Chernosky v. Sessions, No. 17-1400 (8th Cir. 2018)

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Justia Opinion Summary

The Eighth Circuit denied a petition for review of the BIA's decision denying petitioner's application for adjustment of status under the Violence Against Women Act. The court held that substantial evidence supported the IJ's finding that petitioner, a Canadian citizen, knew she was ineligible to vote in the 2004 election and did so anyway. Furthermore, petitioner failed to show clearly and beyond doubt that she was entitled to an entrapment-by-estoppel defense.

Court Description: Kelly, Author, with Shepherd and Grasz, Circuit Judges] Petition for Review - Immigration. Substantial evidence supported the IJ's determination that petitioner, a Canadian citizen, knew she was ineligible to vote in the 2004 election and did so anyway; petitioner has not shown clearly and beyond doubt that she was entitled to an entrapment-by-estoppel defense; because petitioner had voted in violation of law, she was inadmissible to the United States and was ineligible for adjustment of status under the Violence Against Women Act.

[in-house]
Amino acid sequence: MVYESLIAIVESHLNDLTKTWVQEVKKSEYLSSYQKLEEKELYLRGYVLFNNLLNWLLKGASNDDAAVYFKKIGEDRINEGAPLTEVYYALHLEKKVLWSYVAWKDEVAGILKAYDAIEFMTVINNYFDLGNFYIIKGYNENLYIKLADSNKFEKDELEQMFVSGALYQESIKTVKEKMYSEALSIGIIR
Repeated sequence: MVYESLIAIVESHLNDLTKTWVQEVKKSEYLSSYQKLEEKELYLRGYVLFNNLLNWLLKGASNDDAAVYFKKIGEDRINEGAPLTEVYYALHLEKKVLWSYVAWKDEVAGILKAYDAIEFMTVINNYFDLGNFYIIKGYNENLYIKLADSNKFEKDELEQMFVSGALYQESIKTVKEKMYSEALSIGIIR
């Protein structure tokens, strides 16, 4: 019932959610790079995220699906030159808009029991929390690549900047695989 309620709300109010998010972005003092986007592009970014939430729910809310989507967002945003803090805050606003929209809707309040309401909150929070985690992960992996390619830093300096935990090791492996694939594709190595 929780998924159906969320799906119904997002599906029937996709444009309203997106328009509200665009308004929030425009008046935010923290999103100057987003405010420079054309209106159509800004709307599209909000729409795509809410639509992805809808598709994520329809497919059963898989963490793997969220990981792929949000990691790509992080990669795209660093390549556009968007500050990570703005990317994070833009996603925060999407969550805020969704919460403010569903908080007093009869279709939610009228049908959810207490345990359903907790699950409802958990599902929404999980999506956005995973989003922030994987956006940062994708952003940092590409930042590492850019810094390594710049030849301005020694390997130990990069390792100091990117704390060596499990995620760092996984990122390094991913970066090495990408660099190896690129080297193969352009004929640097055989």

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United States Court of Appeals For the Eighth Circuit ___________________________ No. 17-1400 ___________________________ Christine Chernosky lllllllllllllllllllllPetitioner v. Jefferson B. Sessions, III, Attorney General of the United States lllllllllllllllllllllRespondent ____________ Petition for Review of an Order of the Board of Immigration Appeals ____________ Submitted: May 17, 2018 Filed: July 26, 2018 ____________ Before SHEPHERD, KELLY, and GRASZ, Circuit Judges. ____________ KELLY, Circuit Judge. Canadian citizen Christine Chernosky petitions for review of the Board of Immigration Appeals’s (BIA) denial of her application for adjustment of status. We deny her petition for review. I. In January 2004, Chernosky entered the United States on a six-month, nonimmigrant visitor visa. She applied for a Minnesota driver’s license, using an application form that included a section that allowed applicants to register to vote by checking three boxes: (1) stating the applicant is a United States citizen; (2) who will be at least 18 by the next election; and (3) requesting to be registered to vote. The voter-registration section also required an additional signature certifying that the applicant was a United States citizen. Chernosky did not check any of the boxes or certify that she was a United States citizen. Nevertheless, Minnesota officials registered her to vote, and mailed her a voter registration card, which assigned her a voter number and provided information about her polling place. Chernosky then voted in the 2004 election. As a Canadian citizen, she was not eligible to do so. She also overstayed her visa. After the government initiated removal proceedings, Chernosky admitted she was removable because she had overstayed her visa, but denied being removable based on her 2004 vote.1 She also applied for adjustment of status under the Violence Against Women Act (VAWA), alleging abuse by her American ex-husband, but the government denied her application. In the government’s view, Chernosky knowingly violated federal and state election laws when she voted, which rendered her inadmissible to the United States and precluded her from obtaining VAWA relief. In response, Chernosky sought to invoke “entrapment by estoppel,” a defense that can be “available to someone who makes complete and accurate representations to a public official and then receives permission from that official, when acting within 1 In this appeal, Chernosky challenges the immigration judge’s determination that she is removable based on her 2004 vote. We need not reach that issue, however, because she does not dispute that she is removable based on her overstay. -2- the scope of his or her authority.”2 Fitzpatrick v. Sessions, 847 F.3d 913, 915 (7th Cir. 2017). In other words, “[w]hen a public official directs a person to perform an act, with assurance that the act is lawful under the circumstances, the person does not act with the intent required for conviction.” Kimani v. Holder, 695 F.3d 666, 670 (7th Cir. 2012). According to Chernosky, she did not knowingly vote in violation of any law because Minnesota officials had misled her into believing she could vote when they sent her the voter registration card. In Minnesota, voters are required to sign a roster certifying, among other things, that they are a United States citizen before they vote in any given election. See Minn. Stat. § 204C.10(a) (“An individual seeking to vote shall sign a polling place roster . . . which states that the individual is . . . a citizen of the United States . . . .”). The 2004 roster from the polling location where Chernosky voted had been destroyed by the time her case was ready for adjudication by the immigration judge. Instead, the government submitted a blank copy of the 2014 version of the roster form that would have been used, and that Chernosky would have been required to sign before she voted. As relevant, the roster includes a disclaimer stating: “I certify that I am at least 18 years of age and a citizen of the United States,” and “I understand that giving false information is a felony.” The immigration judge determined that Chernosky was inadmissible because her 2004 vote violated three election laws.3 More specifically, the immigration judge 2 At oral argument, the government conceded that entrapment by estoppel applies in immigration proceedings. See Keathley v. Holder, 696 F.3d 644, 646 (7th Cir. 2012) (“[T]he only way to determine whether a person has violated a criminal statute is to examine both the elements of that law and all defenses properly raised.”). This court has never decided whether this defense is available in the immigration context, and we need not resolve the issue today. 3 Those laws were Minn. Stat. § 201.014 (to be eligible to vote, an individual must, inter alia, be a United States citizen; “Any individual who votes who knowingly -3- found that, at the time she cast her ballot, Chernosky knew she was voting unlawfully “because [the government] has established by clear and convincing evidence that [she] was advised at her polling place that only citizens are eligible to vote.” The BIA dismissed Chernosky’s administrative appeal, reasoning that the immigration judge’s factual finding was not clearly erroneous. II. Where, as here, “the BIA adopts the [immigration judge’s] decision, but adds reasoning of its own, we review both decisions.” Setiadi v. Gonzales, 437 F.3d 710, 713 (8th Cir. 2006). Administrative findings of fact, including credibility determinations, are reviewed for substantial evidence; they are “conclusive unless any reasonable adjudicator would be compelled to conclude to the contrary.” Ali v. Holder, 686 F.3d 534, 538 (8th Cir. 2012) (quoting 8 U.S.C. § 1252(b)(4)(B)). As an alien seeking adjustment of status, Chernosky was required to establish her admissibility “clearly and beyond doubt.” Hashmi v. Mukasey, 533 F.3d 700, 702 (8th Cir. 2008). To qualify for adjustment of status under VAWA, an alien must show that she meets VAWA’s requirements and that she is otherwise admissible to the United States. See 8 U.S.C. § 1255(a). An alien is inadmissible to the United States if, as relevant here, she “has voted in violation of any Federal, State, or local constitutional provision, statute, ordinance, or regulation.” 8 U.S.C. § 1182(a)(10)(D)(i). is not eligible to vote is guilty of a felony.”); Article 7, Section 1 of the Minnesota Constitution (persons who have not been United States citizens for at least three months are not entitled or permitted to vote in any Minnesota election); and 18 U.S.C. § 611 (making it illegal for any “any alien to vote in any election held,” at least in part, to elect candidates for various federal offices). -4- Chernosky argues that the immigration judge did not consider her entrapment-by-estoppel defense. We disagree. The immigration judge gave due consideration to her entrapment-by-estoppel argument, but ultimately, made a factual finding on that issue that was adverse to Chernosky. The immigration judge explained that, although the government had not produced the 2004 roster from Chernosky’s polling location, Minnesota polling places are required by statute to maintain rosters warning potential voters that only United States citizens can vote, and voters are required to sign those rosters. And the immigration judge reasonably determined that this requirement established by clear and convincing evidence that such a roster would have been in place at Chernosky’s polling location in 2004 and that she would have been required to sign it before she voted. Therefore, substantial evidence supports the immigration judge’s finding that Chernosky knew she was ineligible to vote in the 2004 election and did so anyway. Chernosky has not shown clearly and beyond doubt that she was entitled to an entrapment-by-estoppel defense. III. Accordingly, we deny Chernosky’s petition for review. ______________________________ -5-